Good morning, Quartz readers!
What to watch for today
US earnings season starts with an industry bellwether. Alcoa, the leading aluminum blue-chip, will announce its fourth-quarter and full year 2012 earnings after the market closes. Materials companies are often seen as indicators of general economic health, though this quarter is expected to be exceptionally ugly for them. China’s economic slowdown last year reduced demand for aluminum, and the consensus estimate for Alcoa is a loss of 7 cents a share for the fourth quarter, and 24 cents a share for the year, according to Zacks.
The world’s largest and most has-been technology show opens. The week-long International Consumer Electronics Show used to be the must-go technology conference of the year. Now, though, many of the biggest names—Amazon, Google, Hewlett-Packard, Microsoft and Nokia—will either not be in Las Vegas, or will have much scaled-back presences. Apple won’t be there either, but never went anyway.
Karzai arrives in Washington. Afghan President Hamid Karzai begins a three-day visit to the US as doubts grow about his ability to stabilize the country ahead of the NATO withdrawal next year. US President Barack Obama seems increasingly eager to accelerate the troop pullout. The transition to all-Afghan forces will dominate Karzai’s talks with senior US officials.
Chávez’s condition rattles Venezuela: Lieutenants of Venezuelan president Hugo Chávez convey the air of business as usual as he lies stricken and silent in a Havana hospital three days before his scheduled inauguration. The opposition insists that Chávez has to take the oath of office as scheduled Jan. 10, or else there must be new elections. But Vice President Nicolás Maduro says Chávez will remain president regardless of whether he is sworn in on time. Venezuelan bond traders are nervous, sending down the price of the bonds of PDVSA, the state oil company.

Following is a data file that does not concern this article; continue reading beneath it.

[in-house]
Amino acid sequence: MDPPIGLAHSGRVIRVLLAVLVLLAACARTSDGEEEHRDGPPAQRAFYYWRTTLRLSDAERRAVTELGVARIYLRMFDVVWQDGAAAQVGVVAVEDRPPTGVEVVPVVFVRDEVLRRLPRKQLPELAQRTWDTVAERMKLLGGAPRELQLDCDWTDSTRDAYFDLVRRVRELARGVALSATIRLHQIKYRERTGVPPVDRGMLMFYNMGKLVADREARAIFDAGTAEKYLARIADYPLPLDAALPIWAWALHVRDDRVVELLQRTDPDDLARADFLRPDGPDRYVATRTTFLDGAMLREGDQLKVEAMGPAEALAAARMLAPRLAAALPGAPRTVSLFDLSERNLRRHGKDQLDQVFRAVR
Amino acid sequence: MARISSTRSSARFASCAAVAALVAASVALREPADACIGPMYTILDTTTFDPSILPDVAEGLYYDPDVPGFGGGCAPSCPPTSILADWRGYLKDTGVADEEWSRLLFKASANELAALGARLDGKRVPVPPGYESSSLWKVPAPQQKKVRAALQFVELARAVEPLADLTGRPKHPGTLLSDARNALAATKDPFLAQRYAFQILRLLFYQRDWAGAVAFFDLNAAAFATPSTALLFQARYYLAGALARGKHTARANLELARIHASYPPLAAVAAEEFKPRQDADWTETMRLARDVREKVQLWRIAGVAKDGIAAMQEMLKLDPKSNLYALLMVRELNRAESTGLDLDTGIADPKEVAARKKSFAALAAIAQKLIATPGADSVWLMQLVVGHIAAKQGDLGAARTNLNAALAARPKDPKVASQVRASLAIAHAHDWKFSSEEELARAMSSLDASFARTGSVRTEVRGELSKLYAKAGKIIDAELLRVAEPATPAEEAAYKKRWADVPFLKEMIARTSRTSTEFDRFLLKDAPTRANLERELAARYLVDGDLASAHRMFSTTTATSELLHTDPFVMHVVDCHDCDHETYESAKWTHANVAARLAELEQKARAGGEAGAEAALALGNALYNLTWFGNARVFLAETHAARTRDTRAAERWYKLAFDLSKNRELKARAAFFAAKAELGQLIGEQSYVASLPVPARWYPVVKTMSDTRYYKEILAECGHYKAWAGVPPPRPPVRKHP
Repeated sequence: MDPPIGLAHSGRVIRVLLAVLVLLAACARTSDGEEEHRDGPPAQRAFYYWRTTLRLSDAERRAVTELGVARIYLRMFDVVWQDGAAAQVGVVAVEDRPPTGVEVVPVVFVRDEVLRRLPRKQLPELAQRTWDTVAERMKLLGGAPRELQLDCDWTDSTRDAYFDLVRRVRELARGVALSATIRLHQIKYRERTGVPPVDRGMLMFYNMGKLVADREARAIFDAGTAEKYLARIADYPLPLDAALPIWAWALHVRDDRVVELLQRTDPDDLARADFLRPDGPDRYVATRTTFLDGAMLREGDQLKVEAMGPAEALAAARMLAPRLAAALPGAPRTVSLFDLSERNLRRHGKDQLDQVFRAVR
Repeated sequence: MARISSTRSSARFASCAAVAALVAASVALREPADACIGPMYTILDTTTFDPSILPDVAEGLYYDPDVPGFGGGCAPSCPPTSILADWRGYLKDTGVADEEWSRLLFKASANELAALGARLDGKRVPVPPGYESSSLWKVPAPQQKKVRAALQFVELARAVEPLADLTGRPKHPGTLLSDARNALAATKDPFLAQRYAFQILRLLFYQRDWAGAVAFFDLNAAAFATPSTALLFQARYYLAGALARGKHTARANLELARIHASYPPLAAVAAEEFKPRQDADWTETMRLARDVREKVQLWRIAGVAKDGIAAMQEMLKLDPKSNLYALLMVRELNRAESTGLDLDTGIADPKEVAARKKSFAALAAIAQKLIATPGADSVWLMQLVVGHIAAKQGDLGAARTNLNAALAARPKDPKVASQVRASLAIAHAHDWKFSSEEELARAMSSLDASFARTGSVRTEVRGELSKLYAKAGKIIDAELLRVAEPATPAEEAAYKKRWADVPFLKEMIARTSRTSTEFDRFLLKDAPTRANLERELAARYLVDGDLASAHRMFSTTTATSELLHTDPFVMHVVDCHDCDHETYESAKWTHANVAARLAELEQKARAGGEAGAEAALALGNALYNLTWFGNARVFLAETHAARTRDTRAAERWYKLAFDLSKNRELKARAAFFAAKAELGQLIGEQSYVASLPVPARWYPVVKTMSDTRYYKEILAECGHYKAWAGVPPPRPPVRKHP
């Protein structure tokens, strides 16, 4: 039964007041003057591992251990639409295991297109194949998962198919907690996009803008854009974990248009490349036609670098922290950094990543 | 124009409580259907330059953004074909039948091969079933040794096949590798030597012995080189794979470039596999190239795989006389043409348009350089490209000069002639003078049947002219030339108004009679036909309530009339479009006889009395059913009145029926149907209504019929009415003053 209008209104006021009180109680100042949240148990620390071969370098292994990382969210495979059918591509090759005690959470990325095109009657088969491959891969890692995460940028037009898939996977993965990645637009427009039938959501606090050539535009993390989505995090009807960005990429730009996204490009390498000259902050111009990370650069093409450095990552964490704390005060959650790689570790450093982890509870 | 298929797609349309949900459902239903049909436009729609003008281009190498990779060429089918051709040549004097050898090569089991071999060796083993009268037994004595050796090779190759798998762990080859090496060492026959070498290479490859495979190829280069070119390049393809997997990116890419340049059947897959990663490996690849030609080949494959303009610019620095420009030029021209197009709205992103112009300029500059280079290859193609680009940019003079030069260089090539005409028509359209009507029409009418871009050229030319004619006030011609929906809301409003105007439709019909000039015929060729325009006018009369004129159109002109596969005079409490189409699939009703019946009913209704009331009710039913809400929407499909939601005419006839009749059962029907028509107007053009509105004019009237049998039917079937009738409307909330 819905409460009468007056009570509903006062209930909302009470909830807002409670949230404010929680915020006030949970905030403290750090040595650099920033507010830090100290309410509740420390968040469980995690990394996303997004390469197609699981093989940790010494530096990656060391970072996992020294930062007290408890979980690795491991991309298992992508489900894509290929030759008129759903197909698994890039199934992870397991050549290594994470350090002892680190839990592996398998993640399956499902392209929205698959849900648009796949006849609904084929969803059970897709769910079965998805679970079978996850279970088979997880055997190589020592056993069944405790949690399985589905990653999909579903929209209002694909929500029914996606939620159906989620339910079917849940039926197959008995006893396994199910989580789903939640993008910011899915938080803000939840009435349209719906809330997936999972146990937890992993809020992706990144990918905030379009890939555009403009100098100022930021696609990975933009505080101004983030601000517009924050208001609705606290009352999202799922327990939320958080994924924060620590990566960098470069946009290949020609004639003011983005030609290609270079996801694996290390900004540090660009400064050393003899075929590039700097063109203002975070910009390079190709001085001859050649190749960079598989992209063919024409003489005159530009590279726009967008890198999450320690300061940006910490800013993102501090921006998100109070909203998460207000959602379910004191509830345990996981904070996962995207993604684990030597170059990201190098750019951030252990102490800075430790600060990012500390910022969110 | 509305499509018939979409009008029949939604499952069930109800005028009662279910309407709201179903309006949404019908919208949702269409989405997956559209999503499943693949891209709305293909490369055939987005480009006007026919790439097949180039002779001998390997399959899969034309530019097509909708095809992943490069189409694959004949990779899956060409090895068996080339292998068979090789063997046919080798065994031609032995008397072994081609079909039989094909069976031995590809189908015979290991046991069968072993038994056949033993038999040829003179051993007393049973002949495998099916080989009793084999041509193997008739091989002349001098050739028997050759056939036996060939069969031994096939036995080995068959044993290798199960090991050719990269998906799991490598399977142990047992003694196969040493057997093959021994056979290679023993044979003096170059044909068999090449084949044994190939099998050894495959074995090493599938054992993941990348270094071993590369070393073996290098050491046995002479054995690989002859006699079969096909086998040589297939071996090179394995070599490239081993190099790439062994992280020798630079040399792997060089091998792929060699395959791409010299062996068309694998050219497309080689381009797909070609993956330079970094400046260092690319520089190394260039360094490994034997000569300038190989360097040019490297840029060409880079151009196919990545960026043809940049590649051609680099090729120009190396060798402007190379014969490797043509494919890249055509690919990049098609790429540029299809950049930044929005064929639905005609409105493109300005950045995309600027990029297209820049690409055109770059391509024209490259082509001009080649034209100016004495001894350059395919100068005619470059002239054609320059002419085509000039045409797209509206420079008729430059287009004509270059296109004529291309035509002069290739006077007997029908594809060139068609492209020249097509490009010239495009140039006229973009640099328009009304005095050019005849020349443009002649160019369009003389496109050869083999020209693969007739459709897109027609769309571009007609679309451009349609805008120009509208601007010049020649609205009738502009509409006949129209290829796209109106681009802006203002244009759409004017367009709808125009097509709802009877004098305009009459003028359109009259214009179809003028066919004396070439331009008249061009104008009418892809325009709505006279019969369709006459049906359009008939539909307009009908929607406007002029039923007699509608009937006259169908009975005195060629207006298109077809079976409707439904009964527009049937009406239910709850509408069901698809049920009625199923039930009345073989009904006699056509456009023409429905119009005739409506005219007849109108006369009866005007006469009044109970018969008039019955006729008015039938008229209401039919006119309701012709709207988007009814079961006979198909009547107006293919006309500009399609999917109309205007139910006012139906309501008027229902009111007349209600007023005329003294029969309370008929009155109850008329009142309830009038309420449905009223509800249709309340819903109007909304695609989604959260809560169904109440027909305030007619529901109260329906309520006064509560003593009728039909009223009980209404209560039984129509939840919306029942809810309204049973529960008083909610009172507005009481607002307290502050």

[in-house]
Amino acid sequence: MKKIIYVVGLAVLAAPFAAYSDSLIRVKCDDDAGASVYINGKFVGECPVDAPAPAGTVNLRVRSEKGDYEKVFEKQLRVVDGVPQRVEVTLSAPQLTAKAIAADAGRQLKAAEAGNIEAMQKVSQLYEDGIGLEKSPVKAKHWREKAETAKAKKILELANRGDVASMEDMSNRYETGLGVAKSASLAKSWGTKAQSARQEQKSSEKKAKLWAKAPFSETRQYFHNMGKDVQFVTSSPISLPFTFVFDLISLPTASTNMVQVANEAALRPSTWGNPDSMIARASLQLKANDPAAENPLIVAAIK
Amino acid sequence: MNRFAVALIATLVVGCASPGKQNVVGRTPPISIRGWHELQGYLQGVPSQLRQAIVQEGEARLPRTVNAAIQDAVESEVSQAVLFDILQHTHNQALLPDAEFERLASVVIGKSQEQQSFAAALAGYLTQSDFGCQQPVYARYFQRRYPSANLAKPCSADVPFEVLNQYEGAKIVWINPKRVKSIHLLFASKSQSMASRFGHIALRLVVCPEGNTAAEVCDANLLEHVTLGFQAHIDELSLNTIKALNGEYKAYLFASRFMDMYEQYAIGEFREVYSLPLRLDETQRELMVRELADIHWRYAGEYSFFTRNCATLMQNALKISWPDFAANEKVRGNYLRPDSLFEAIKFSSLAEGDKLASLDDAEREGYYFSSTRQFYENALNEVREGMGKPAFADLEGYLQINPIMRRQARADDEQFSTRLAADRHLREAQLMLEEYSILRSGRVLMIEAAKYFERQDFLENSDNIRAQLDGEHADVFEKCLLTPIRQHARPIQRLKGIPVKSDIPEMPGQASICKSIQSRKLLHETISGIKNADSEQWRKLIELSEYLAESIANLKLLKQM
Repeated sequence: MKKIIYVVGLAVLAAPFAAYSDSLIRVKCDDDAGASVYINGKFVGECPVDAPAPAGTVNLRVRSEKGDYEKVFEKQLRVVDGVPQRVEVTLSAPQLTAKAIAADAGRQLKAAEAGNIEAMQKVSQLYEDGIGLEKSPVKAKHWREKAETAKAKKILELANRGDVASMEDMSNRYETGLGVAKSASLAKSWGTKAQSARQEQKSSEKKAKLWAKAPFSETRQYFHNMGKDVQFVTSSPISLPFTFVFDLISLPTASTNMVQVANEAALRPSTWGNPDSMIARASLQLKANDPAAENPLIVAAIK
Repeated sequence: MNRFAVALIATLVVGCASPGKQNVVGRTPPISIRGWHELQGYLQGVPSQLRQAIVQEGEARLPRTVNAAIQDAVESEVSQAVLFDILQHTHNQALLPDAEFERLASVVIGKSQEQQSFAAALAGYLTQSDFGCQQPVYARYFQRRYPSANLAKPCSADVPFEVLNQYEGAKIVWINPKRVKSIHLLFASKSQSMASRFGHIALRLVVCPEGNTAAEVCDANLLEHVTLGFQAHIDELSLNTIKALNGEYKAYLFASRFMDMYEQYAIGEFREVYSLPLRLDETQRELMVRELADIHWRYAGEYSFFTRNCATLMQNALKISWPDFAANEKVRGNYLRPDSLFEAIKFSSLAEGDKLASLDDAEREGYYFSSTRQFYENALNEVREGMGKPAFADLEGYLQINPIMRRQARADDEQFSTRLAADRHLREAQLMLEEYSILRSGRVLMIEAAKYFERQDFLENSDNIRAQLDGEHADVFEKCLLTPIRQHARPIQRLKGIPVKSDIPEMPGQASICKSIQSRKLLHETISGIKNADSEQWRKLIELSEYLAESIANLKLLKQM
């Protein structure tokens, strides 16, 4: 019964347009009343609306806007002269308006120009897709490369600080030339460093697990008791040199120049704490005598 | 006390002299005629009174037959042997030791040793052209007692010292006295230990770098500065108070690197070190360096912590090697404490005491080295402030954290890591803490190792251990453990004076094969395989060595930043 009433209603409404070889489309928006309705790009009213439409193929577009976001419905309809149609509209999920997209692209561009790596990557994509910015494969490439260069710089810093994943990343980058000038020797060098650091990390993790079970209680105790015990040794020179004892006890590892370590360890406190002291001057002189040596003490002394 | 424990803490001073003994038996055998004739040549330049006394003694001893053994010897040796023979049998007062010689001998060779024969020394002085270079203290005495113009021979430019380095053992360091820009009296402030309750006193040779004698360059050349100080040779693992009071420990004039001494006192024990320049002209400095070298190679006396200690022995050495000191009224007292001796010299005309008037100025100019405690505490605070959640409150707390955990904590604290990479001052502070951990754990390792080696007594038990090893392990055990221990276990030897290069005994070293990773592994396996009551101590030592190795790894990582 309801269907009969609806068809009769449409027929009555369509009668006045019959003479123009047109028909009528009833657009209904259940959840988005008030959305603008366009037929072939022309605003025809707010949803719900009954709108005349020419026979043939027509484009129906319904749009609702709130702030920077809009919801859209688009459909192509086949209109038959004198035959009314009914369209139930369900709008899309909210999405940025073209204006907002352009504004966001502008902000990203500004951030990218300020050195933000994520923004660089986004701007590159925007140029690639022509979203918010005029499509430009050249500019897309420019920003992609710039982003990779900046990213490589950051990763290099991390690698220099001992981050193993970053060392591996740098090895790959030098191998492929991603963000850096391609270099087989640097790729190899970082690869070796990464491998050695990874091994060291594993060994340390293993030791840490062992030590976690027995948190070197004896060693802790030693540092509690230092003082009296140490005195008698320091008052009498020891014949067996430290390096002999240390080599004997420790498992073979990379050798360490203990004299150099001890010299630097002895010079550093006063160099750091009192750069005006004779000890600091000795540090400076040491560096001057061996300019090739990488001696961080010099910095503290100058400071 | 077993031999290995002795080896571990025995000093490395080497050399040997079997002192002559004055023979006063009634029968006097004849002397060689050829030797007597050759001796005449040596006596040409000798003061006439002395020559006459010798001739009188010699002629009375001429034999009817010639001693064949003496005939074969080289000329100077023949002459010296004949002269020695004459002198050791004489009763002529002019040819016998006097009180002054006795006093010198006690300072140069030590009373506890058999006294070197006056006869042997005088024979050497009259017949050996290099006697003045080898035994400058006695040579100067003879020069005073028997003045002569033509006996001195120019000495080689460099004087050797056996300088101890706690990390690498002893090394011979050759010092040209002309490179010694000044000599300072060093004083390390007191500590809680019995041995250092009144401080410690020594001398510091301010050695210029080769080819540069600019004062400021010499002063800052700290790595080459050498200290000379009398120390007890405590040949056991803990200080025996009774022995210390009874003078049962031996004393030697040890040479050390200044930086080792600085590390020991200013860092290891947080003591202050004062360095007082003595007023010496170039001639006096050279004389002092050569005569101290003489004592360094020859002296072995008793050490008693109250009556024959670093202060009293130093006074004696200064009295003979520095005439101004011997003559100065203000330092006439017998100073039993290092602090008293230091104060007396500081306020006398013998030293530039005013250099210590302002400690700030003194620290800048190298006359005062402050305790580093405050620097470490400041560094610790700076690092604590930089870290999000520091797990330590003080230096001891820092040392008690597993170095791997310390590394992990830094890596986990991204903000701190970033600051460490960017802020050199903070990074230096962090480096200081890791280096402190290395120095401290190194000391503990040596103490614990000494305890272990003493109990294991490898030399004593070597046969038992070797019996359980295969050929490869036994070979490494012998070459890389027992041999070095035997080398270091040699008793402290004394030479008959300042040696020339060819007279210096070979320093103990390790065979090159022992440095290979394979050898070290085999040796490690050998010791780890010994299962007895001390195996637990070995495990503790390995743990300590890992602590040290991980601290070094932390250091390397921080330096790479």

While you were sleeping
US banks make big mortgage settlement. Ten banks agreed to pay about $19 billion to settle claims arising from the US mortgage crisis. Bank of America will pay $10.35 billion, including $6.75 million to buy back 30,000 mortgages, the quality of which it allegedly misrepresented to Fannie Mae, the lending agency to which it sold the loans. And BofA and nine other lenders will pay about $8.5 billion to settle accusations that they wrongly handled mortgage paperwork, resulting in foreclosure against hundreds of thousands of homeowners. The cash will be divided among more than 3.8 million complainants.
Obama names top national-security staff. US President Barack Obama can expect opposition in the Senate by nominating Republican Chuck Hagel, a maverick Vietnam veteran and former senator who has expressed opinions about Israel and Iran that—outside of Washington—would be regarded by many as quite normal. John Brennan, meanwhile, nominated to head the CIA, has stirred the ire of critics who say that, while serving in the spy agency, he was complicit in torture committed under former President George W. Bush.